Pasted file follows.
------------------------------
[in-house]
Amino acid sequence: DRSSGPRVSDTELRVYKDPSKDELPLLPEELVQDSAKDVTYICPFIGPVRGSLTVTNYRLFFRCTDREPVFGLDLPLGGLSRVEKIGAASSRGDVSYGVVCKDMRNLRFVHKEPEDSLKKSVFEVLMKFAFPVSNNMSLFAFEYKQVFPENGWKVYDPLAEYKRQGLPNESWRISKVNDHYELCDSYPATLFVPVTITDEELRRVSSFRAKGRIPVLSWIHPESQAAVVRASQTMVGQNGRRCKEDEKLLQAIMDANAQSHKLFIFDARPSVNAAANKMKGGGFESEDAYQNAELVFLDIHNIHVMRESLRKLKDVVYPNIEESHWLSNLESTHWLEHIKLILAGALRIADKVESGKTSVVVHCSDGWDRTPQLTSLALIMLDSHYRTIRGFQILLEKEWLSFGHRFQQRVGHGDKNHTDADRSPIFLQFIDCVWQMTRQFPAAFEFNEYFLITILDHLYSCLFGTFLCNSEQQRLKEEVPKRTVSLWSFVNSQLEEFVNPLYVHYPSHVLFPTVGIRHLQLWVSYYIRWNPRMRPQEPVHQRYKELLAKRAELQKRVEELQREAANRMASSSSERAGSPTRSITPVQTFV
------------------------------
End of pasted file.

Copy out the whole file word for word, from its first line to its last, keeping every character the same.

[in-house]
Amino acid sequence: DRSSGPRVSDTELRVYKDPSKDELPLLPEELVQDSAKDVTYICPFIGPVRGSLTVTNYRLFFRCTDREPVFGLDLPLGGLSRVEKIGAASSRGDVSYGVVCKDMRNLRFVHKEPEDSLKKSVFEVLMKFAFPVSNNMSLFAFEYKQVFPENGWKVYDPLAEYKRQGLPNESWRISKVNDHYELCDSYPATLFVPVTITDEELRRVSSFRAKGRIPVLSWIHPESQAAVVRASQTMVGQNGRRCKEDEKLLQAIMDANAQSHKLFIFDARPSVNAAANKMKGGGFESEDAYQNAELVFLDIHNIHVMRESLRKLKDVVYPNIEESHWLSNLESTHWLEHIKLILAGALRIADKVESGKTSVVVHCSDGWDRTPQLTSLALIMLDSHYRTIRGFQILLEKEWLSFGHRFQQRVGHGDKNHTDADRSPIFLQFIDCVWQMTRQFPAAFEFNEYFLITILDHLYSCLFGTFLCNSEQQRLKEEVPKRTVSLWSFVNSQLEEFVNPLYVHYPSHVLFPTVGIRHLQLWVSYYIRWNPRMRPQEPVHQRYKELLAKRAELQKRVEELQREAANRMASSSSERAGSPTRSITPVQTFV